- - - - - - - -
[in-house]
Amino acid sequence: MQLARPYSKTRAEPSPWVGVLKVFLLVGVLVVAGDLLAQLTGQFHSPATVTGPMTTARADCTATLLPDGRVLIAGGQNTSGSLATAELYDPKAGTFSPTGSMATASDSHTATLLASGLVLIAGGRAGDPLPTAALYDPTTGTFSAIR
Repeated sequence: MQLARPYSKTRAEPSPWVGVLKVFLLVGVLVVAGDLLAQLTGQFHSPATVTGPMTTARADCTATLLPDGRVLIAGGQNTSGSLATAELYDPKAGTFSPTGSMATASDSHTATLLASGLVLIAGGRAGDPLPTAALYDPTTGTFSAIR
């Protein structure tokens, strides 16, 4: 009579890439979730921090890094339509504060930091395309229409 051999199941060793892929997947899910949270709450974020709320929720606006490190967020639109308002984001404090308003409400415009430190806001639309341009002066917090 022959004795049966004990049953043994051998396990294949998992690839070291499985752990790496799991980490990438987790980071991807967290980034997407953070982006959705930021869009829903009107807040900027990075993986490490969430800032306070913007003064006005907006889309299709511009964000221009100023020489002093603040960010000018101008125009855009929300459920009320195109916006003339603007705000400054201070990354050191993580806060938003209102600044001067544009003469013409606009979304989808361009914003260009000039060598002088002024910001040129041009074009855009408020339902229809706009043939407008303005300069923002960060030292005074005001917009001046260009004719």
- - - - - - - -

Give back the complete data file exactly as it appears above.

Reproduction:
[in-house]
Amino acid sequence: MQLARPYSKTRAEPSPWVGVLKVFLLVGVLVVAGDLLAQLTGQFHSPATVTGPMTTARADCTATLLPDGRVLIAGGQNTSGSLATAELYDPKAGTFSPTGSMATASDSHTATLLASGLVLIAGGRAGDPLPTAALYDPTTGTFSAIR
Repeated sequence: MQLARPYSKTRAEPSPWVGVLKVFLLVGVLVVAGDLLAQLTGQFHSPATVTGPMTTARADCTATLLPDGRVLIAGGQNTSGSLATAELYDPKAGTFSPTGSMATASDSHTATLLASGLVLIAGGRAGDPLPTAALYDPTTGTFSAIR
């Protein structure tokens, strides 16, 4: 009579890439979730921090890094339509504060930091395309229409 051999199941060793892929997947899910949270709450974020709320929720606006490190967020639109308002984001404090308003409400415009430190806001639309341009002066917090 022959004795049966004990049953043994051998396990294949998992690839070291499985752990790496799991980490990438987790980071991807967290980034997407953070982006959705930021869009829903009107807040900027990075993986490490969430800032306070913007003064006005907006889309299709511009964000221009100023020489002093603040960010000018101008125009855009929300459920009320195109916006003339603007705000400054201070990354050191993580806060938003209102600044001067544009003469013409606009979304989808361009914003260009000039060598002088002024910001040129041009074009855009408020339902229809706009043939407008303005300069923002960060030292005074005001917009001046260009004719």